Americans United for Separation of Church and State has filed suit to challenge President Reagan’s appointment of an ambassador to the Vatican. Last year Congress repealed a 116-year-old ban on formal diplomatic ties with the Holy See, and Reagan named William A. Wilson to the post (CT, Dec. 16, 1983, p. 36). Americans United filed its suit in the U.S. Circuit Court of Appeals in Philadephia. Judges there are known to favor strict separation between church and state.

After eight months of daily protests, an adult bookstore in Fayetteville, Pennsylvania, has closed its doors. “Our persistence in picketing was the key,” said Olin Smith of the 1,600-member Franklin County Citizens for Decency Through Law. The organization plans to picket Franklin County’s other adult bookstore.

A judge has denied a 27-year-old rapist’s request for chemical castration, ordering instead a surgical castration. Circuit Judge C. Victor Pyle, Jr., ordered Roscoe Brown of Anderson, South Carolina, to find a doctor to perform the procedure. Brown agreed last year to be castrated in return for an early release from prison.

Nebraska’s State Board of Education has approved regulations allowing church schools to hire teachers who lack state certification. Parents must supply the board with background information on the teachers, a list of courses to be offered, and proof that students comply with compulsory attendance laws. The decision ends a legal battle that began in 1979 when a court ordered the unaccredited Faith Christian School in Louisville to close its doors (CT, Feb. 17, 1984, p. 32).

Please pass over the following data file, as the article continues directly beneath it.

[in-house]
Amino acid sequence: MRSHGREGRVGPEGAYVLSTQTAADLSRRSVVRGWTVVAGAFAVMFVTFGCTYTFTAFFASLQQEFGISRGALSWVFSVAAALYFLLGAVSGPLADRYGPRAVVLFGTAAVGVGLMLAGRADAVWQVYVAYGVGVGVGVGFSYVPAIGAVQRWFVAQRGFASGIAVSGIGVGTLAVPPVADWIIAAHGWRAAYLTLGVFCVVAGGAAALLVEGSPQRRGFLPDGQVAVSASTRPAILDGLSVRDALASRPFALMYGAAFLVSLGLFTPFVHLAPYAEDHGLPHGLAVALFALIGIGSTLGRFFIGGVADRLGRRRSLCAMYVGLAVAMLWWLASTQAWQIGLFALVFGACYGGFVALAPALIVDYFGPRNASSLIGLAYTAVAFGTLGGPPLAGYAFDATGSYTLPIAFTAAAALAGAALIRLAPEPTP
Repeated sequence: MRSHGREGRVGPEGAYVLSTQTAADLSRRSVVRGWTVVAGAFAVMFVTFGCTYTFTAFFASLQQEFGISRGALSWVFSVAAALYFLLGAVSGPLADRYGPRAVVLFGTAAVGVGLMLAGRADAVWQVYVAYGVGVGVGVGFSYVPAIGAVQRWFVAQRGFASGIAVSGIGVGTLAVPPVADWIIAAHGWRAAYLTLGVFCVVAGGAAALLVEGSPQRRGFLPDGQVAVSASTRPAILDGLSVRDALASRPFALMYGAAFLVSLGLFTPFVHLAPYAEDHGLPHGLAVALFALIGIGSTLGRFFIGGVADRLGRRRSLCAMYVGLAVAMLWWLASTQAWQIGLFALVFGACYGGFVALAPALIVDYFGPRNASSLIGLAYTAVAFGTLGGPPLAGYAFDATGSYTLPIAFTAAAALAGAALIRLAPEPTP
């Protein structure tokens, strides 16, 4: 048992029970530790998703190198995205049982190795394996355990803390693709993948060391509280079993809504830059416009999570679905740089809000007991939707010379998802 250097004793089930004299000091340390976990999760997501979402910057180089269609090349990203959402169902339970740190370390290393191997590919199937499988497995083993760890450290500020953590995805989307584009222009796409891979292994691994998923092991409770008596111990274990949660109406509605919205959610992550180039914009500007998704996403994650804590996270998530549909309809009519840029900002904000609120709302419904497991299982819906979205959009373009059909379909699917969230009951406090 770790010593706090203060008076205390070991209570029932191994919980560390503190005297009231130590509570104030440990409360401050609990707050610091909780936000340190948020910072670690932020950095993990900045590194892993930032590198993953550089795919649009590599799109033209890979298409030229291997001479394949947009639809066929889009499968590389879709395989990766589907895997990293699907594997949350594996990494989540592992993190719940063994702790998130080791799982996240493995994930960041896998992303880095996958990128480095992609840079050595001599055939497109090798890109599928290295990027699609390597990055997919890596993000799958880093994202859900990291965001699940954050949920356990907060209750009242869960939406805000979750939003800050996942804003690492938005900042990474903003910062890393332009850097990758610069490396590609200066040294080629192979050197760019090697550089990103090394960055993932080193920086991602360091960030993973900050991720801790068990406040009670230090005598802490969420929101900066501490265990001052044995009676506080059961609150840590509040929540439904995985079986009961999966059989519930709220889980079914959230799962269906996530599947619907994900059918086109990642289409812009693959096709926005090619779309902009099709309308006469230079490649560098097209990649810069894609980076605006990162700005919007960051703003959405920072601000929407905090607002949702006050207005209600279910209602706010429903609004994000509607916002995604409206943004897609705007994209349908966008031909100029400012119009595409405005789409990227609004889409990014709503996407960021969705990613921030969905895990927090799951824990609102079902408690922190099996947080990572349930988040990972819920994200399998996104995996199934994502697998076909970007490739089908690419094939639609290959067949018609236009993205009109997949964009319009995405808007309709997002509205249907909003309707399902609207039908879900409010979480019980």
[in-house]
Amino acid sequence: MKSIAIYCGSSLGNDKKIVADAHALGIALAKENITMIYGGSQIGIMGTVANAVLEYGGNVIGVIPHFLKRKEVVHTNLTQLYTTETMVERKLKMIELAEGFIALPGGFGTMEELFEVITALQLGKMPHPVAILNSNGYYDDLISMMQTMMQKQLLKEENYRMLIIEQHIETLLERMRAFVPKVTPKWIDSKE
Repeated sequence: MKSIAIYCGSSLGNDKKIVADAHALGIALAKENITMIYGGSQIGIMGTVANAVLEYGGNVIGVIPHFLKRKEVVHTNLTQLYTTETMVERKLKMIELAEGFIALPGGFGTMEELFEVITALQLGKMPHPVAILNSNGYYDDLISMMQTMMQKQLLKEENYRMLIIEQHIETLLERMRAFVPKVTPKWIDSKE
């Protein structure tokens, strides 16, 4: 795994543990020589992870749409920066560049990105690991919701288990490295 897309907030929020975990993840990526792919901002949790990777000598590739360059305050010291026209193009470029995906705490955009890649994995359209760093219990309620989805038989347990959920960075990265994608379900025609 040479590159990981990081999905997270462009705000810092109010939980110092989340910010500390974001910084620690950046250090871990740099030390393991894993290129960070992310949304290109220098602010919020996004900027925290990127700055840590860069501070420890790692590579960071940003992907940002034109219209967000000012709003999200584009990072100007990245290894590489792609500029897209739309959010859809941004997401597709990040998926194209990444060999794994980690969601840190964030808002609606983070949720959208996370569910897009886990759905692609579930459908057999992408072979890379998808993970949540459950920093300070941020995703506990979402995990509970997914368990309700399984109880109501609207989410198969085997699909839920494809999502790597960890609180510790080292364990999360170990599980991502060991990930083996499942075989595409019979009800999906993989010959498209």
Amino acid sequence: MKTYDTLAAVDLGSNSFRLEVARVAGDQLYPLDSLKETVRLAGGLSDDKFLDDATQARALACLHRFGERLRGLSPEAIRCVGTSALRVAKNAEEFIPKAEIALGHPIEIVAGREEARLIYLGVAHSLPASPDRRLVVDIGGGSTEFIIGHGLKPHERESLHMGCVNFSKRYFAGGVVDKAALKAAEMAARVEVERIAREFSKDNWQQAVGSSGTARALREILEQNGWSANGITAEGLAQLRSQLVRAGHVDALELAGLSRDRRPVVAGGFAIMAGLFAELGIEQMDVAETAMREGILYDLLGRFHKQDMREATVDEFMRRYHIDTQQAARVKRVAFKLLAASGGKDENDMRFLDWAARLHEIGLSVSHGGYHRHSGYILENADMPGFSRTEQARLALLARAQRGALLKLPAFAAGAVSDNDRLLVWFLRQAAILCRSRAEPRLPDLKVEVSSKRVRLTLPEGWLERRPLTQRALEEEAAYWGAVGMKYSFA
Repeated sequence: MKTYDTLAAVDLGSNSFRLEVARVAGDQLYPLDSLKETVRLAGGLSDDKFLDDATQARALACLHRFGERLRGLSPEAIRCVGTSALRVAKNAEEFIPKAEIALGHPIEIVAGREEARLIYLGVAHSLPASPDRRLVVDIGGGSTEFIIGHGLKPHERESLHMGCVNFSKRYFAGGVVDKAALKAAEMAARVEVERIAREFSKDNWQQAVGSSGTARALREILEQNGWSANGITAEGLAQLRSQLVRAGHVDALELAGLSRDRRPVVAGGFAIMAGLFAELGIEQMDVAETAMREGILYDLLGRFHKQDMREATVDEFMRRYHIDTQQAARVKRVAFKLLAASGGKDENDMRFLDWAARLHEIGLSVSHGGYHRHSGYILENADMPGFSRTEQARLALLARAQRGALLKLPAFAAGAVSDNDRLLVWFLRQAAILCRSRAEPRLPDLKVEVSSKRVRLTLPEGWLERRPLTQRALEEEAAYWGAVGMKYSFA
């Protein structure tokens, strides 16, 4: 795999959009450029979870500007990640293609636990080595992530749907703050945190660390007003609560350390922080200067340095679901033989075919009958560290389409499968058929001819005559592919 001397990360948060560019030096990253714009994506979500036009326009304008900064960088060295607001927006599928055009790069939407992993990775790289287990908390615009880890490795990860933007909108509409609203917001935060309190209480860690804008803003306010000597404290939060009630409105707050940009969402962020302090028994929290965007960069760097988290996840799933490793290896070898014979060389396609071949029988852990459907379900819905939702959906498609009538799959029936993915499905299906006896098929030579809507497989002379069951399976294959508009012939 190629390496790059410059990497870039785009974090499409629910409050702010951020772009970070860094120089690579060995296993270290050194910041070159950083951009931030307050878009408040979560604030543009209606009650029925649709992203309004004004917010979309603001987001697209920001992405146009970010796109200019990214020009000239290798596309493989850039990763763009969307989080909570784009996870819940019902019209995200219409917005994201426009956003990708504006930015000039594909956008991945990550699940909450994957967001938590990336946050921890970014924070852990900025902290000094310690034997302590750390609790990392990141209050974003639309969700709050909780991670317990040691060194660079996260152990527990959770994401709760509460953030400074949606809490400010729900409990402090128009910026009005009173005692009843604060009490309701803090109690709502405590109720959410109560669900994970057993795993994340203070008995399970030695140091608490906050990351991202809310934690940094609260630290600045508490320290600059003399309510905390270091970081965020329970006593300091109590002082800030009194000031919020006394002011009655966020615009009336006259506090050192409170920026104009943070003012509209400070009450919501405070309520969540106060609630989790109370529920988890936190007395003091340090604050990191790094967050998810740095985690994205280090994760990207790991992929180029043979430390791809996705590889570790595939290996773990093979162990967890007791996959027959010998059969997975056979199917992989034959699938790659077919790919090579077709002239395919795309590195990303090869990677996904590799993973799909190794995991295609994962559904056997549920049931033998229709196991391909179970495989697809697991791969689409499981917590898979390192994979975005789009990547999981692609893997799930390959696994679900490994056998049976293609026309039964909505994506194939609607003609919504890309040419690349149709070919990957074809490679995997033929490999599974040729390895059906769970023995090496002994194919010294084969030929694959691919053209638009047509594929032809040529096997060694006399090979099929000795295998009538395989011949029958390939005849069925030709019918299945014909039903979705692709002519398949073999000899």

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World Scene

Leaders of the Solidarity movement in Poland have called for a two-week boycott of vodka, the government’s largest revenue source. The action came in response to a church-sponsored one-month boycott of vodka. Poland’s Roman Catholic church sponsored the boycott as part of a two-year sobriety campaign. Thirty percent of the average family food budget in Poland is said to be spent on hard liquor.

Taiwanese officials have released the general secretary of the Presbyterian Church in Taiwan. Chung Ming Kao, 54, was sentenced in 1980 on charges of subversion. A Presbyterian Church (USA) official says Kao was released because the Taiwanese government is concerned about its poor international image resulting from the imprisonment of Kao and other opposition leaders.

The West German Baptist Union has issued a “declaration of guilt” for its behavior during the Nazi regime of Adolf Hitler. The 68,000-member body says it was “humbled by having been subordinated often to the ideological seduction of that time, in not having shown greater courage in acknowledging truth and justice.”

A United Nations Children’s Fund (UNICEF) report confirms that more than seven million Ethiopians face starvation.UNICEF has spent $2 million for emergency relief in Ethiopia in the last 18 months. The United States will send an additional 5,000 metric tons of grain to the famine-stricken country.

The Lutheran World Federation (LWF) Assembly has adopted a statement opposing abortion. Meeting in Budapest, Hungary, the assembly included the statement in an amendment to a proposal dealing with violence against women. The action calls on LWF-member churches to help Christians find alternatives to abortion.